This orphanage, of all of them on our trip, really stuck with Michael and me. It is probably because their need was so tangible and I could see myself really doing something to help them. They don't have enough beds, food or funding. We are praying to see what the next step might look like with Kimisagra.Our team was able to bring $450 worth of food. And yes, the men of the group and all the children carried 50 pound bags of rice up that hill! It was quite impressive!
Can I just say I LOVED having such a crafty team! We were learning how to make friendship bracelets on our bus ride so we could teach some of the older girls how to make them. I now have five on my wrist for each orphanage/ministry that we visited.
We then drove 3 hours to the town of Gisenyi where we stopped by Imbabazi Orphanage. Hands down the most beautiful orphanage in the world. It is currently a flower plantation and the grounds are breathtaking! It was founded by a American women named Roz Carr who fled during the genocide and then moved back to take in orphaned children from the genocide. There are only older children there and they are slowly phasing the children out once they hit 18. We had a blast! It was a genuine girl party! We made tie necklaces, played cards, sang songs, had a major dance off and laughed and laughed. It was really amazing to experience just being girls, our team mixed with the 30 girls there. We had so much fun.
We danced so much! It was awesome!
 All of us were crying laughing because we had NO clue how to play this card game. They were making fun of us because we kept doing the wrong thing and we were laughing because we could not figure it out but it was so much fun!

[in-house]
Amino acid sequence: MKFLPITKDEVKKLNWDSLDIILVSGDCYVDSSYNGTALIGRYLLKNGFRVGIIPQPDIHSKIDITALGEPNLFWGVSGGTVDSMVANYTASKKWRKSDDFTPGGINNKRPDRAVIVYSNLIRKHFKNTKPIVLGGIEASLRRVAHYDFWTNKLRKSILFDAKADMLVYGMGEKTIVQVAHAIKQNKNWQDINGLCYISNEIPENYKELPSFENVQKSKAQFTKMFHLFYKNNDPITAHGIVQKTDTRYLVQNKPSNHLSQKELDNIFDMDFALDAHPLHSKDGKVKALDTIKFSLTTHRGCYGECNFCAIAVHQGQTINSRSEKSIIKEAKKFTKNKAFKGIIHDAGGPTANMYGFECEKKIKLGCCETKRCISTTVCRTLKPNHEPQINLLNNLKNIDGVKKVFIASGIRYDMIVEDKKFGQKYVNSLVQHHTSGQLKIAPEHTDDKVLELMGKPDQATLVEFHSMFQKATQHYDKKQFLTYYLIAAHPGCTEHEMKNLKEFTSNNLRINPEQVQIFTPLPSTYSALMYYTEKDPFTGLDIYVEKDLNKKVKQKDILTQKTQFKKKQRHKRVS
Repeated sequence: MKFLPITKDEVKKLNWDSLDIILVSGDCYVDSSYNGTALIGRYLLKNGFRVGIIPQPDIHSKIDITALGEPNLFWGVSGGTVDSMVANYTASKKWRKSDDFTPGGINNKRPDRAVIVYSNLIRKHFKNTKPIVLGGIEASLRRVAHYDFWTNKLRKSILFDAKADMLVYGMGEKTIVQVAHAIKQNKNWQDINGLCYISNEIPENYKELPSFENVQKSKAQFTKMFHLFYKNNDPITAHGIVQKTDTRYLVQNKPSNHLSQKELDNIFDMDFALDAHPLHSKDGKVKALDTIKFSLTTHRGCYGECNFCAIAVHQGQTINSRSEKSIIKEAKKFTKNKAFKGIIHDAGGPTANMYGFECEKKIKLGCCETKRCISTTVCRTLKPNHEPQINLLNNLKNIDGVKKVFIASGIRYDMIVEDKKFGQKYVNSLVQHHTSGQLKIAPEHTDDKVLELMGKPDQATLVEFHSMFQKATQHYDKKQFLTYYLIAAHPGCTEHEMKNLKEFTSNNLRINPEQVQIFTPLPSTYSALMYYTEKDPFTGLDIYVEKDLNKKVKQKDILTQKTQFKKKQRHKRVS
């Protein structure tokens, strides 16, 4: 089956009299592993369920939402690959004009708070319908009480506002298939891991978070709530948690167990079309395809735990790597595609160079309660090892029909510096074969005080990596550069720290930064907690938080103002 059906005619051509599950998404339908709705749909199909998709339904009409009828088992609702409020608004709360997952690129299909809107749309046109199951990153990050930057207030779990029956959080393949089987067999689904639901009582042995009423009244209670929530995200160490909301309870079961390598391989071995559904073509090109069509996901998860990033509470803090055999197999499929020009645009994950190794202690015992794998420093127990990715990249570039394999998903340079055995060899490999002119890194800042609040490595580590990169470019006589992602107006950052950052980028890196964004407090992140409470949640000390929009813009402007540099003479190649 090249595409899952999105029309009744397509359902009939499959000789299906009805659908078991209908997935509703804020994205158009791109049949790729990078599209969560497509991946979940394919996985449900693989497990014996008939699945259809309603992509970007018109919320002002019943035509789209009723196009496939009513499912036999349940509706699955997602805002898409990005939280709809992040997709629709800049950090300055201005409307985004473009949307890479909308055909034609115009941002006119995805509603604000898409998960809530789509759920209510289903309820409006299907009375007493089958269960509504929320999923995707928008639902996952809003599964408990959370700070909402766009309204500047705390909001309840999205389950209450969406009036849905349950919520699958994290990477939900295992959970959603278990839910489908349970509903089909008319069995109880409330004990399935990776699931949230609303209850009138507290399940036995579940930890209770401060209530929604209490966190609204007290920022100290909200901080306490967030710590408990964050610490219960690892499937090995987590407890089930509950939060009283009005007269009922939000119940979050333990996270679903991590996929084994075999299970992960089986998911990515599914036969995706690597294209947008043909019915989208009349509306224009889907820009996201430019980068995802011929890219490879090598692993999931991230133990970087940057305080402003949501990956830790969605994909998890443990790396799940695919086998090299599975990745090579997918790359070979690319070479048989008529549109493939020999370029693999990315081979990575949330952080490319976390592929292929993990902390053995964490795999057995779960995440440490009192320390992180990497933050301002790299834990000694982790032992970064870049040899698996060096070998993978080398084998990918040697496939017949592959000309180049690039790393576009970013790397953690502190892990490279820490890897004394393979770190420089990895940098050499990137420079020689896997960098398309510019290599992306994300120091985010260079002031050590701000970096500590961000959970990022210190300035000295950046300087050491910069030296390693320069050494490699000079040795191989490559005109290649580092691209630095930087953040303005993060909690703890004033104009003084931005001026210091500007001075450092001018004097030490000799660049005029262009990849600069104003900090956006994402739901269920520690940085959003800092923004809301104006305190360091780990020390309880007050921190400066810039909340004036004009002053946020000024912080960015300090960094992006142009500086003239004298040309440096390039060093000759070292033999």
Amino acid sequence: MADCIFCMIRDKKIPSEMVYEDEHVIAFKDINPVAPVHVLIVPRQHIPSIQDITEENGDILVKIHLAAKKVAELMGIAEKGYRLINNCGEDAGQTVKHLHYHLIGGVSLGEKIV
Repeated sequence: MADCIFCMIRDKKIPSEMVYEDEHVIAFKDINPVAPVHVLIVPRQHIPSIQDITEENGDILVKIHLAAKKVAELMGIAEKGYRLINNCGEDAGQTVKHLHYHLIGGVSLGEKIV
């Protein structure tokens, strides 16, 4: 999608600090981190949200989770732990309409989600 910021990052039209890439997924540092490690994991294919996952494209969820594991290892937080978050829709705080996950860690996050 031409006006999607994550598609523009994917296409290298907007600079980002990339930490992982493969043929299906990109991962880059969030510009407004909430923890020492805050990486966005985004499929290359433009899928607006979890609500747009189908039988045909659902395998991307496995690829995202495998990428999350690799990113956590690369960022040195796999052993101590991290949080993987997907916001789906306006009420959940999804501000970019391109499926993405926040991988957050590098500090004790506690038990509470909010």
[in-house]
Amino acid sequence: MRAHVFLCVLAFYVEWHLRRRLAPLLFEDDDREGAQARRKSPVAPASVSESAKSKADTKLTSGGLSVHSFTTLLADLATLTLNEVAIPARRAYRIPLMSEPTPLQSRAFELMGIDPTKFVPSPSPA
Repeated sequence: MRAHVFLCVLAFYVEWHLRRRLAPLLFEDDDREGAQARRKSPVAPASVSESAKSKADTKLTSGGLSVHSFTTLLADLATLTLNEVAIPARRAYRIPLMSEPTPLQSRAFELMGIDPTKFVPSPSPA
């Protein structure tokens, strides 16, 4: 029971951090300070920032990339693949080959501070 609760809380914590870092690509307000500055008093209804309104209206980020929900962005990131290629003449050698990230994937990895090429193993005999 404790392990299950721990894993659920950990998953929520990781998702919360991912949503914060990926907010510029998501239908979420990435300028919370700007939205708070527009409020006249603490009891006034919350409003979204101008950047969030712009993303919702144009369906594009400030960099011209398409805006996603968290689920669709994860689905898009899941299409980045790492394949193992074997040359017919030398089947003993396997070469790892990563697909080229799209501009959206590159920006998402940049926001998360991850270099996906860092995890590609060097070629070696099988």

We were able to leave a brand new sewing machine and lots of burlap for the older girls so they can make bags to sell. They plan on using the money to buy lunches for the children when they are at school. 
We then had a tour of the grounds where we found some puppies! 
I don't have any pictures of what happened next but somehow all us white folk were pulled into a Rwandan choir in the gardens where they were shooting a music video. We had no clue what was going on and what we were supposed to be doing but me just lip synced and smiled as we swayed with all the lavender dressed people. Only on a Visiting Orphans trip....
 Here are some pictures of the grounds. It was hard to capture the beauty in a photograph.
The Director's house. The cutest cottage covered in vines. 
The gardens in front of the cottage. 

I mean really?!? We were in paradise. It was unbelievable. 
Now off to Noel Orphanage....

January 11, 2012

1st World Pains

I thought I would be updating my blog and getting pictures up immediately, during and after my trip to Africa, but that was not the case. I made a decision to not take a camera with me on the trip, though I almost always have my camera at my side. The problem is I become obsessed with getting the right picture, the right angle, the right moment that I actually miss the moment all together. I didn't want to live behind a lens. So I am now relying on all my friends to get their pictures up and then I will share.